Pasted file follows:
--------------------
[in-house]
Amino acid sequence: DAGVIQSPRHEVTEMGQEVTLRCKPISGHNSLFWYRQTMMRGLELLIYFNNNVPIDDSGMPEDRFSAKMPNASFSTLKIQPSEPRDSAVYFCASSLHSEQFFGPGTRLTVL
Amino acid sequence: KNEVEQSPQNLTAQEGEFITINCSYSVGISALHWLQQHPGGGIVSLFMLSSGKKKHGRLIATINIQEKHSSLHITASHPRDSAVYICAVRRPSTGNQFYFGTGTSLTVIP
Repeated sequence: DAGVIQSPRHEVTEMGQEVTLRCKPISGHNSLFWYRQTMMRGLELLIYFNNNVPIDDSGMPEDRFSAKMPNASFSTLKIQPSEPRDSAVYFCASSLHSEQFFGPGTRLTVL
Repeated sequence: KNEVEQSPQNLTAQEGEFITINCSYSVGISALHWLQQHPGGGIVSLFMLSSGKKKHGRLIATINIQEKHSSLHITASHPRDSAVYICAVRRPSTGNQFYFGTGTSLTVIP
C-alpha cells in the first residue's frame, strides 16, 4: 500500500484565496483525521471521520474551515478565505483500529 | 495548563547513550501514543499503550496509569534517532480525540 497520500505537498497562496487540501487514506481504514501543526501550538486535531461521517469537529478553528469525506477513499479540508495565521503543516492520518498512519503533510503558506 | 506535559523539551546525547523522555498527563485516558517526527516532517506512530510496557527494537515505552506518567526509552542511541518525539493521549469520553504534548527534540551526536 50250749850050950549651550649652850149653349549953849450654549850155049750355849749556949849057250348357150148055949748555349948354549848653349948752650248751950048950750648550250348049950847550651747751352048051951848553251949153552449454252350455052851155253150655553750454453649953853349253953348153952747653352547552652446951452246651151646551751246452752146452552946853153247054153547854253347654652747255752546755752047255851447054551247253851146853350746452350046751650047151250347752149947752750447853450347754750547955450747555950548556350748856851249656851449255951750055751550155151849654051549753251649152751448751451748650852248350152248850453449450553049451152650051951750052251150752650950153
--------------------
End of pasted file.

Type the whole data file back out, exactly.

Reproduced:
[in-house]
Amino acid sequence: DAGVIQSPRHEVTEMGQEVTLRCKPISGHNSLFWYRQTMMRGLELLIYFNNNVPIDDSGMPEDRFSAKMPNASFSTLKIQPSEPRDSAVYFCASSLHSEQFFGPGTRLTVL
Amino acid sequence: KNEVEQSPQNLTAQEGEFITINCSYSVGISALHWLQQHPGGGIVSLFMLSSGKKKHGRLIATINIQEKHSSLHITASHPRDSAVYICAVRRPSTGNQFYFGTGTSLTVIP
Repeated sequence: DAGVIQSPRHEVTEMGQEVTLRCKPISGHNSLFWYRQTMMRGLELLIYFNNNVPIDDSGMPEDRFSAKMPNASFSTLKIQPSEPRDSAVYFCASSLHSEQFFGPGTRLTVL
Repeated sequence: KNEVEQSPQNLTAQEGEFITINCSYSVGISALHWLQQHPGGGIVSLFMLSSGKKKHGRLIATINIQEKHSSLHITASHPRDSAVYICAVRRPSTGNQFYFGTGTSLTVIP
C-alpha cells in the first residue's frame, strides 16, 4: 500500500484565496483525521471521520474551515478565505483500529 | 495548563547513550501514543499503550496509569534517532480525540 497520500505537498497562496487540501487514506481504514501543526501550538486535531461521517469537529478553528469525506477513499479540508495565521503543516492520518498512519503533510503558506 | 506535559523539551546525547523522555498527563485516558517526527516532517506512530510496557527494537515505552506518567526509552542511541518525539493521549469520553504534548527534540551526536 50250749850050950549651550649652850149653349549953849450654549850155049750355849749556949849057250348357150148055949748555349948354549848653349948752650248751950048950750648550250348049950847550651747751352048051951848553251949153552449454252350455052851155253150655553750454453649953853349253953348153952747653352547552652446951452246651151646551751246452752146452552946853153247054153547854253347654652747255752546755752047255851447054551247253851146853350746452350046751650047151250347752149947752750447853450347754750547955450747555950548556350748856851249656851449255951750055751550155151849654051549753251649152751448751451748650852248350152248850453449450553049451152650051951750052251150752650950153